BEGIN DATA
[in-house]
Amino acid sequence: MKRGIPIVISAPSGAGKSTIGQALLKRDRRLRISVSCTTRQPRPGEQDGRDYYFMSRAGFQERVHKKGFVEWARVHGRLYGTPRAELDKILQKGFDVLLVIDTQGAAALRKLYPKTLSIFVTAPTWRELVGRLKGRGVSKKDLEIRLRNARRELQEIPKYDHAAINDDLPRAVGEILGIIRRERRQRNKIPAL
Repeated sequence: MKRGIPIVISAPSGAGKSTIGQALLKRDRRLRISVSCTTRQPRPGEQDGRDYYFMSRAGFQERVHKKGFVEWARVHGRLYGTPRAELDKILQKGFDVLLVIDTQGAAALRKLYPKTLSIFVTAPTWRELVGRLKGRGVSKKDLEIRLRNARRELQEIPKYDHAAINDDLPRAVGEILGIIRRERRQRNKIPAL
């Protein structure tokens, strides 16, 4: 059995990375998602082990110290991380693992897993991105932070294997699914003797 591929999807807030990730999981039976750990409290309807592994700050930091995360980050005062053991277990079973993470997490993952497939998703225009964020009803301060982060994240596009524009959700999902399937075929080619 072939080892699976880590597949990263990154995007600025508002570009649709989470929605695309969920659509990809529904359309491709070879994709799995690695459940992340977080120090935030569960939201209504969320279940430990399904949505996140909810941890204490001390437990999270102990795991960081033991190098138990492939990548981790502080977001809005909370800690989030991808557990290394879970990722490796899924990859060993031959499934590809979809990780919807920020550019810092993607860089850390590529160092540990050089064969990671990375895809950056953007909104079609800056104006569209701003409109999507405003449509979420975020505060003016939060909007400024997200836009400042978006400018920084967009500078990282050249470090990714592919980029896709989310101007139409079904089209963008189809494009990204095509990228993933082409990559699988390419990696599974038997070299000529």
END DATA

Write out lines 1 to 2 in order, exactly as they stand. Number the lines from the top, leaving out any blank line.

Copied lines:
[in-house]
Amino acid sequence: MKRGIPIVISAPSGAGKSTIGQALLKRDRRLRISVSCTTRQPRPGEQDGRDYYFMSRAGFQERVHKKGFVEWARVHGRLYGTPRAELDKILQKGFDVLLVIDTQGAAALRKLYPKTLSIFVTAPTWRELVGRLKGRGVSKKDLEIRLRNARRELQEIPKYDHAAINDDLPRAVGEILGIIRRERRQRNKIPAL